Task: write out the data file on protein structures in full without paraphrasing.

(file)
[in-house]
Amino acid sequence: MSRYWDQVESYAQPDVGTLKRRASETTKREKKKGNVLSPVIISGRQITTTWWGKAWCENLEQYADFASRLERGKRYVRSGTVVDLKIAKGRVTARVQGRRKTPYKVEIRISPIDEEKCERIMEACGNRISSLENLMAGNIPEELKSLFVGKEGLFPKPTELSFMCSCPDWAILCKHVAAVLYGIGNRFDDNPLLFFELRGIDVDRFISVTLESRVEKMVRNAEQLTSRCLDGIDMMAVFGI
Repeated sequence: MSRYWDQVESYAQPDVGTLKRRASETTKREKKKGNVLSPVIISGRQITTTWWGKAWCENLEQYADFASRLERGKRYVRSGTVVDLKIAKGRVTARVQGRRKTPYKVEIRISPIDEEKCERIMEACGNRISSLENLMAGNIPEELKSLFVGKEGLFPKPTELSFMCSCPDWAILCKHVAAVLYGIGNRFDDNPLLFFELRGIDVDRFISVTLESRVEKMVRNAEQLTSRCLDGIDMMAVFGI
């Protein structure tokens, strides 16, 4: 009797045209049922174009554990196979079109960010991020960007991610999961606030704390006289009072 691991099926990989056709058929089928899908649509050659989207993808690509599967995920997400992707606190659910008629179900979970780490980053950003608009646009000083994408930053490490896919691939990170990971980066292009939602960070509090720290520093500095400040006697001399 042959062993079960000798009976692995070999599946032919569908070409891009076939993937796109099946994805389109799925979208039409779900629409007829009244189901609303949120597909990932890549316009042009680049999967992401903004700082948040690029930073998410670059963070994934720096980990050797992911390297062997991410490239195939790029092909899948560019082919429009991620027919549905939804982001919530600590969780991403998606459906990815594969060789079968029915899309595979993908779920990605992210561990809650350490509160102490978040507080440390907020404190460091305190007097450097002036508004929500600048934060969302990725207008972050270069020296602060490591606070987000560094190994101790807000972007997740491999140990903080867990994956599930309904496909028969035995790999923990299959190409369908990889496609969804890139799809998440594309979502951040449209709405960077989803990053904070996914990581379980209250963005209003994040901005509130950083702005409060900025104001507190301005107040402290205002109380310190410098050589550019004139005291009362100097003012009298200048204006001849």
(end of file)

[in-house]
Amino acid sequence: MSRYWDQVESYAQPDVGTLKRRASETTKREKKKGNVLSPVIISGRQITTTWWGKAWCENLEQYADFASRLERGKRYVRSGTVVDLKIAKGRVTARVQGRRKTPYKVEIRISPIDEEKCERIMEACGNRISSLENLMAGNIPEELKSLFVGKEGLFPKPTELSFMCSCPDWAILCKHVAAVLYGIGNRFDDNPLLFFELRGIDVDRFISVTLESRVEKMVRNAEQLTSRCLDGIDMMAVFGI
Repeated sequence: MSRYWDQVESYAQPDVGTLKRRASETTKREKKKGNVLSPVIISGRQITTTWWGKAWCENLEQYADFASRLERGKRYVRSGTVVDLKIAKGRVTARVQGRRKTPYKVEIRISPIDEEKCERIMEACGNRISSLENLMAGNIPEELKSLFVGKEGLFPKPTELSFMCSCPDWAILCKHVAAVLYGIGNRFDDNPLLFFELRGIDVDRFISVTLESRVEKMVRNAEQLTSRCLDGIDMMAVFGI
């Protein structure tokens, strides 16, 4: 009797045209049922174009554990196979079109960010991020960007991610999961606030704390006289009072 691991099926990989056709058929089928899908649509050659989207993808690509599967995920997400992707606190659910008629179900979970780490980053950003608009646009000083994408930053490490896919691939990170990971980066292009939602960070509090720290520093500095400040006697001399 042959062993079960000798009976692995070999599946032919569908070409891009076939993937796109099946994805389109799925979208039409779900629409007829009244189901609303949120597909990932890549316009042009680049999967992401903004700082948040690029930073998410670059963070994934720096980990050797992911390297062997991410490239195939790029092909899948560019082919429009991620027919549905939804982001919530600590969780991403998606459906990815594969060789079968029915899309595979993908779920990605992210561990809650350490509160102490978040507080440390907020404190460091305190007097450097002036508004929500600048934060969302990725207008972050270069020296602060490591606070987000560094190994101790807000972007997740491999140990903080867990994956599930309904496909028969035995790999923990299959190409369908990889496609969804890139799809998440594309979502951040449209709405960077989803990053904070996914990581379980209250963005209003994040901005509130950083702005409060900025104001507190301005107040402290205002109380310190410098050589550019004139005291009362100097003012009298200048204006001849």